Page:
Best Defense

Thomas E. Ricks' daily take on national security.

Armitage to represent in Kabul?

The British press (scroll down to it) is touting Richard Armitage as the next U.S. ambassador to Kabul: Excited chatter on the Ferrero Rocher circuit in Kabul includes a new possible name for the post of U.S. ambassador — one Richard Armitage. No wonder they’re in a tizz — the 65-year-old ‘Nam veteran was the ...

Getty Images.
Getty Images.
Getty Images.

The British press (scroll down to it) is touting Richard Armitage as the next U.S. ambassador to Kabul:

Excited chatter on the Ferrero Rocher circuit in Kabul includes a new possible name for the post of U.S. ambassador -- one Richard Armitage. No wonder they're in a tizz -- the 65-year-old 'Nam veteran was the muscular number two at the state department during 9/11. He was said to have leaked the name of Valerie Plame in the Nigergate affair, and warned Pakistan that the US would bomb the country "back to the Stone Age" if it continued to back the Taliban. Our man in Kabul, Sir William Patey, has already proved a big hit; together, they could make quite a double act.

This actually makes sense if you think that the U.S. needs to deal pretty quickly and decisively with its two great problems in the region -- destructive Afghan governance by the Afghans and Pakistani complicity in Afghanistan's agony. I do.

The British press (scroll down to it) is touting Richard Armitage as the next U.S. ambassador to Kabul:

Excited chatter on the Ferrero Rocher circuit in Kabul includes a new possible name for the post of U.S. ambassador — one Richard Armitage. No wonder they’re in a tizz — the 65-year-old ‘Nam veteran was the muscular number two at the state department during 9/11. He was said to have leaked the name of Valerie Plame in the Nigergate affair, and warned Pakistan that the US would bomb the country "back to the Stone Age" if it continued to back the Taliban. Our man in Kabul, Sir William Patey, has already proved a big hit; together, they could make quite a double act.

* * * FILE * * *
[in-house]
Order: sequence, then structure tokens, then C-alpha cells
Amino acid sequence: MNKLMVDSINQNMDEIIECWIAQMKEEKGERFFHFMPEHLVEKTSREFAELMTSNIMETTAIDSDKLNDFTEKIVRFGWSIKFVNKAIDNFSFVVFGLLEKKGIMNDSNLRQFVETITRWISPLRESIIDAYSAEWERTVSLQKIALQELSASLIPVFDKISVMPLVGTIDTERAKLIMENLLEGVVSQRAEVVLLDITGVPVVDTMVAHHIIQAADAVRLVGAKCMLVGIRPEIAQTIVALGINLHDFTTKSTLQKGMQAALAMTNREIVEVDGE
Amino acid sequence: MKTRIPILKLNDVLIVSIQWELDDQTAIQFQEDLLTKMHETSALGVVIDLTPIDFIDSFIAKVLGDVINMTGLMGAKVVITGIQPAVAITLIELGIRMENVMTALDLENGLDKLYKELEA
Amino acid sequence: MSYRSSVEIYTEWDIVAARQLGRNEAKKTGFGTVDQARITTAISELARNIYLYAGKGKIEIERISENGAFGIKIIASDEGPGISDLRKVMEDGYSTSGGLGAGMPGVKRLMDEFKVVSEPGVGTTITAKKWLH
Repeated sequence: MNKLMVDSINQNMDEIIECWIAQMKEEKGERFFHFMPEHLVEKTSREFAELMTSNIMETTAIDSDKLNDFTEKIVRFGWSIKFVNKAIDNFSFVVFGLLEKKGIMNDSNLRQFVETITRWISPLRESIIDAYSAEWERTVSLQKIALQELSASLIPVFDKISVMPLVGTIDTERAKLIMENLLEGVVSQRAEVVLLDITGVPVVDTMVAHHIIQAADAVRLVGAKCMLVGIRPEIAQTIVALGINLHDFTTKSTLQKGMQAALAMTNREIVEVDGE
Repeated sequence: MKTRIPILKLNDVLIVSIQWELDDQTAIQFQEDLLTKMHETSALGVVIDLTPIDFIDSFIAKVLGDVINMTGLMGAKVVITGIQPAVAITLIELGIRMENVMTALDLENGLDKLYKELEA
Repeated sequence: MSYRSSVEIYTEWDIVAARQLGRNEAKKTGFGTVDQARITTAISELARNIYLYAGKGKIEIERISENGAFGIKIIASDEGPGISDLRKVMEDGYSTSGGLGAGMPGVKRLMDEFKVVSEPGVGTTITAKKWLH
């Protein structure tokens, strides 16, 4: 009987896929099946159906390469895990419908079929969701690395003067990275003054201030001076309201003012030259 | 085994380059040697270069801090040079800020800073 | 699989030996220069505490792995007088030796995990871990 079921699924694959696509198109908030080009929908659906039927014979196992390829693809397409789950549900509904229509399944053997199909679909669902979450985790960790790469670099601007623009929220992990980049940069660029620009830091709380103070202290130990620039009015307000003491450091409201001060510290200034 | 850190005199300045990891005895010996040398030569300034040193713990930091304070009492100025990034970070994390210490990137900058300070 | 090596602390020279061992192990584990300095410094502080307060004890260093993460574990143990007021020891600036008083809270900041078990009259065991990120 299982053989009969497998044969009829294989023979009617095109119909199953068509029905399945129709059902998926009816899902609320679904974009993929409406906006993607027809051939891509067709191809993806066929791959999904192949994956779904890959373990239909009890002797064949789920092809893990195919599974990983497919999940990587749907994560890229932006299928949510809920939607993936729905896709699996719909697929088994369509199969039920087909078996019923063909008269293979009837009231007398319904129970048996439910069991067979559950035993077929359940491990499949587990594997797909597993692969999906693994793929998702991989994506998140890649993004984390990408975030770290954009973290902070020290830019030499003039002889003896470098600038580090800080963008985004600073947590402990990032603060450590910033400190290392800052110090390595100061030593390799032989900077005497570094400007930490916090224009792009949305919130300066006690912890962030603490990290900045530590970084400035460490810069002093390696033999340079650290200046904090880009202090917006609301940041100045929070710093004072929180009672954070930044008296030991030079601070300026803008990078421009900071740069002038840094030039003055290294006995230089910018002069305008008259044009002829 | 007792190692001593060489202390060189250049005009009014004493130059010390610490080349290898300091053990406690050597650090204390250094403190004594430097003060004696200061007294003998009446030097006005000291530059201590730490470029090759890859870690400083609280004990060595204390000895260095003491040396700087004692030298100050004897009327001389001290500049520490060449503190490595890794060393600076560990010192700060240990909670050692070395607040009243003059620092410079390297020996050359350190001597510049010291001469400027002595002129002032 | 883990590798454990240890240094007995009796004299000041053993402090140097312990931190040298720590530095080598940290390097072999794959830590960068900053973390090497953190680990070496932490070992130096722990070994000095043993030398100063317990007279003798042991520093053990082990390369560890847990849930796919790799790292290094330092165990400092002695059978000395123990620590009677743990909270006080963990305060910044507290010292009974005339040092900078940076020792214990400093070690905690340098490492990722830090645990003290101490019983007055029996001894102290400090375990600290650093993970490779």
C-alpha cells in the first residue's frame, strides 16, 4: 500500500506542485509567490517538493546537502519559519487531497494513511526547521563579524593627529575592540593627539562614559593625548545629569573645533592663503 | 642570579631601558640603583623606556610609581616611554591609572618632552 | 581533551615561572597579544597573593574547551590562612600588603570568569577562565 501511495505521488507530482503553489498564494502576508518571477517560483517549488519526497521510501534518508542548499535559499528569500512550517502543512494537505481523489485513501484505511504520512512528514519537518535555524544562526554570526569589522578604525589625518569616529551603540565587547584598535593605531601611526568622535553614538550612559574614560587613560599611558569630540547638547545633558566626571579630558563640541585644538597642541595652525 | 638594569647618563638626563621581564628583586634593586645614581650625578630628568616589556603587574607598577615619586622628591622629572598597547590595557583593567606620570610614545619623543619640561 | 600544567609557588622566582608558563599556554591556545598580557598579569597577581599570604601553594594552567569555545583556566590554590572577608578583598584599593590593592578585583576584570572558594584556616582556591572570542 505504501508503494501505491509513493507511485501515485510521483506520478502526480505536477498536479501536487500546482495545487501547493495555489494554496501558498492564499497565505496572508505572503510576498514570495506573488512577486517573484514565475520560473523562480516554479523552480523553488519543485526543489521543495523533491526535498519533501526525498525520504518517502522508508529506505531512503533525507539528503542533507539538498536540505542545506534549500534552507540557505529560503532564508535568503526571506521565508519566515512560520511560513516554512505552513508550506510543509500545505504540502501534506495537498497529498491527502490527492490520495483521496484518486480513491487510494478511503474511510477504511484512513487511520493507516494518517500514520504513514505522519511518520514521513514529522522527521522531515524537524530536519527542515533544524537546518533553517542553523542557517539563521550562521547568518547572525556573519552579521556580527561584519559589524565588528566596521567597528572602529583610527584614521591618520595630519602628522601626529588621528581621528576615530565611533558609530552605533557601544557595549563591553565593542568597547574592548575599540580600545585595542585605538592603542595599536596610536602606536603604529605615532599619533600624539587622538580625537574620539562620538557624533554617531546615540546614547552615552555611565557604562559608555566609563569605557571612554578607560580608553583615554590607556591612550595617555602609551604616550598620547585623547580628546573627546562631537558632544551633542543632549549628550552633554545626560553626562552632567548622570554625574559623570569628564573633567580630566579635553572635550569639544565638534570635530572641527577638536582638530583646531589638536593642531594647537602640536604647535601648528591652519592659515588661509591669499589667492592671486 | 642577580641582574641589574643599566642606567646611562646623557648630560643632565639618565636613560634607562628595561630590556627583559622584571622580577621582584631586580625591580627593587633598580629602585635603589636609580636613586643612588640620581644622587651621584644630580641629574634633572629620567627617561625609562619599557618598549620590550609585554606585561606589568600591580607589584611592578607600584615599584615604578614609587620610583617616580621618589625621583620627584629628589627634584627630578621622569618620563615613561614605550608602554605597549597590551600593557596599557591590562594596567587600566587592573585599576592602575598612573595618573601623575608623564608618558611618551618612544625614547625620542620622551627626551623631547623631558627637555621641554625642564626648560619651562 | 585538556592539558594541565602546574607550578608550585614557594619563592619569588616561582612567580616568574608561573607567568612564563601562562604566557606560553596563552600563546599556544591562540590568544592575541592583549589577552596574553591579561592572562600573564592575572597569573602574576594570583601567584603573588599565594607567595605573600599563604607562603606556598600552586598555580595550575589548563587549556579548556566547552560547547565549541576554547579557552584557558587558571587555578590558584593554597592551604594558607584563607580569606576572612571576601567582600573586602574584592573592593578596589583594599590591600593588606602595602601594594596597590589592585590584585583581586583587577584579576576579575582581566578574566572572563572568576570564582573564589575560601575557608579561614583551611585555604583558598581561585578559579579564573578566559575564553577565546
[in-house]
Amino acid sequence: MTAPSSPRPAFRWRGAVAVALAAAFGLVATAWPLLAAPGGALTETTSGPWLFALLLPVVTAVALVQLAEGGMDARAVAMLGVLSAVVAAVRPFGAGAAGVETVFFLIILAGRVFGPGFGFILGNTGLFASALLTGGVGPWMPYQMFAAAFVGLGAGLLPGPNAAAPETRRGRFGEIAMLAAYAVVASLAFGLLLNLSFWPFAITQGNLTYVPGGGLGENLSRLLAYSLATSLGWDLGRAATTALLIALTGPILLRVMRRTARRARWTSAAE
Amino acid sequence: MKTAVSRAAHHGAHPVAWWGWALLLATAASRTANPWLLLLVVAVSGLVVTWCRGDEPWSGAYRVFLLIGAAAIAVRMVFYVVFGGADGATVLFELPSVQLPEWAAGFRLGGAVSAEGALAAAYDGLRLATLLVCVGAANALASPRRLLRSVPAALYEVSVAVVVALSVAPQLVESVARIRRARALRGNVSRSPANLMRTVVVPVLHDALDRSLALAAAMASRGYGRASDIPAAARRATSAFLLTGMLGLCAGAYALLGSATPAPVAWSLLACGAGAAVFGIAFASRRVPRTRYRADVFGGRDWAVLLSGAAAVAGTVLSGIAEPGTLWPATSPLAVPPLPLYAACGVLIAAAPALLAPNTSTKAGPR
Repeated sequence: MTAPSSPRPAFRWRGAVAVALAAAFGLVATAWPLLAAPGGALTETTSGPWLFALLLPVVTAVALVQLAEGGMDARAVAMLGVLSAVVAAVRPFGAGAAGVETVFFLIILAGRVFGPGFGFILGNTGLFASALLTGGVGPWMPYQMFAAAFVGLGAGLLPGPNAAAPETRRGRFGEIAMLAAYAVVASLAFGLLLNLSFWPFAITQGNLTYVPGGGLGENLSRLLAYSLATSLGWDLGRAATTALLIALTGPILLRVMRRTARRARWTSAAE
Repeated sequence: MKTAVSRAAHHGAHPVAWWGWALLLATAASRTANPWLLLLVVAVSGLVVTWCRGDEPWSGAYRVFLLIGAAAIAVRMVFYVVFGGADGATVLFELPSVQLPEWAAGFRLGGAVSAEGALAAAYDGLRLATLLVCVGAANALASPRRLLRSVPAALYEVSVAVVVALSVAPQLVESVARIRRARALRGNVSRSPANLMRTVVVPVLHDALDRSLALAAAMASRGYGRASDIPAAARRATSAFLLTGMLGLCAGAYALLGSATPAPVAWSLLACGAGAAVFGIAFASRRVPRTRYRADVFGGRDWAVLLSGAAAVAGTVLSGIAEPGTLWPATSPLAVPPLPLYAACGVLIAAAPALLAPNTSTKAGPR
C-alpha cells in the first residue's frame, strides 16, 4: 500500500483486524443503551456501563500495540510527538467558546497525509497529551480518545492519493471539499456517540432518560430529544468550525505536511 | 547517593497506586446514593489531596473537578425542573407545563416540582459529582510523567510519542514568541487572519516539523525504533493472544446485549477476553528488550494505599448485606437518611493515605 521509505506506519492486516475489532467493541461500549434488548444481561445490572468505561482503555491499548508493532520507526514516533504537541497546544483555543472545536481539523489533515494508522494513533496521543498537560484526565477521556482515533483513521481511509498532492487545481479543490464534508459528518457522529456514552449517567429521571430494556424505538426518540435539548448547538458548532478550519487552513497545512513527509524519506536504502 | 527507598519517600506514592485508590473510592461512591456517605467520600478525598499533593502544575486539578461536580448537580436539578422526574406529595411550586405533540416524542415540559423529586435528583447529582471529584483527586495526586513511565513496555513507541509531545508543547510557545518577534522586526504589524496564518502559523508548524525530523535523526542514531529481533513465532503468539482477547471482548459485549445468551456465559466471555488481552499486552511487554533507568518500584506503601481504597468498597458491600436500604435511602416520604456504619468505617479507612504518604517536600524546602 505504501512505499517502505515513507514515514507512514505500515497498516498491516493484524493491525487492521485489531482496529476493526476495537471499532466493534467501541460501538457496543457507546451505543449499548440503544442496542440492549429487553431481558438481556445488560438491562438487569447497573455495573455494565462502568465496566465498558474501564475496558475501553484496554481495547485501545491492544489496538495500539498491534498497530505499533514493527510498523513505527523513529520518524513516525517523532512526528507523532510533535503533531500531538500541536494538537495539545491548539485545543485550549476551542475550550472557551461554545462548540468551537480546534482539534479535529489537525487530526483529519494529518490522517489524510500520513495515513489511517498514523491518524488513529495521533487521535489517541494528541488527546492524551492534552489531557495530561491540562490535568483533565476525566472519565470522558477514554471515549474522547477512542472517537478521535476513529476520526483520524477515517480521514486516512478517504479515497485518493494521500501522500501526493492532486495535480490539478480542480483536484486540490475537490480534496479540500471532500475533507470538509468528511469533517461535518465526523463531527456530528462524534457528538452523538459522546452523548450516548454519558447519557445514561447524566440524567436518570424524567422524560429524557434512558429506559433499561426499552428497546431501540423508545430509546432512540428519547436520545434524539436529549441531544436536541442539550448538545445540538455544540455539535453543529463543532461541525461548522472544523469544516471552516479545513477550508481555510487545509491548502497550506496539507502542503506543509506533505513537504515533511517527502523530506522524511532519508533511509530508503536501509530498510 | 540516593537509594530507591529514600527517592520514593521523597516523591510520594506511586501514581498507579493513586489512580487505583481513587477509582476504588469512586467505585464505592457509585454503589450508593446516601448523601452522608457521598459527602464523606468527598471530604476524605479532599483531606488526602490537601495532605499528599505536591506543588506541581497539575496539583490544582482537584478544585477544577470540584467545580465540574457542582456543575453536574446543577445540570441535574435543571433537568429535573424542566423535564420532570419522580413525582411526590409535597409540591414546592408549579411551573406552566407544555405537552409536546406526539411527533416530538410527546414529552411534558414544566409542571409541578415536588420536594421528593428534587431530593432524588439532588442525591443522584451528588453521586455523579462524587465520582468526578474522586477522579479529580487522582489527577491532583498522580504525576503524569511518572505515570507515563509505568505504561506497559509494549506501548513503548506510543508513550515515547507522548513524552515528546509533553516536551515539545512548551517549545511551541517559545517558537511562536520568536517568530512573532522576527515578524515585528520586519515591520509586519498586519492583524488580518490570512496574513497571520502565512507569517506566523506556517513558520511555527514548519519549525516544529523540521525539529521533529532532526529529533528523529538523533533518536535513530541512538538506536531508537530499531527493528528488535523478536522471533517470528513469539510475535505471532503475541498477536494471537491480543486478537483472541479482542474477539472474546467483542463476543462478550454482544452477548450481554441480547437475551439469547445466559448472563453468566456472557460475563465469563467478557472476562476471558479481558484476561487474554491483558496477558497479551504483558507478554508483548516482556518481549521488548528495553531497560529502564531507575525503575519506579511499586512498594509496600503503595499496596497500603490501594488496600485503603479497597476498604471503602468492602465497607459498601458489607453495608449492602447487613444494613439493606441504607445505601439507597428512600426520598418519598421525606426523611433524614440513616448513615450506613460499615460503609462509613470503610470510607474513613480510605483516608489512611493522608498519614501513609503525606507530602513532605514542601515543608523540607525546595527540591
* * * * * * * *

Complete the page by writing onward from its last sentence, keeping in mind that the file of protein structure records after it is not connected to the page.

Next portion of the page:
This actually makes sense if you think that the U.S. needs to deal pretty quickly and decisively with its two great problems in the region — destructive Afghan governance by the Afghans and Pakistani complicity in Afghanistan’s agony. I do.

But I’d be surprised because the Plame stuff could make the confirmation hearings difficult. If he is confirmed, when Petraeus challenges him to a run, as is his wont, the weight-lifting Armitage can offer to bench-press Petraeus a few hundred times.

Armitage, by the way, is on the board of CNAS, where I hang my thinking hat. If you want his take on the future of South Asia, here’s a CNAS paper from last year in which he was a co-author.

(HT to TD)

Thomas E. Ricks covered the U.S. military from 1991 to 2008 for the Wall Street Journal and then the Washington Post. He can be reached at ricksblogcomment@gmail.com. Twitter: @tomricks1

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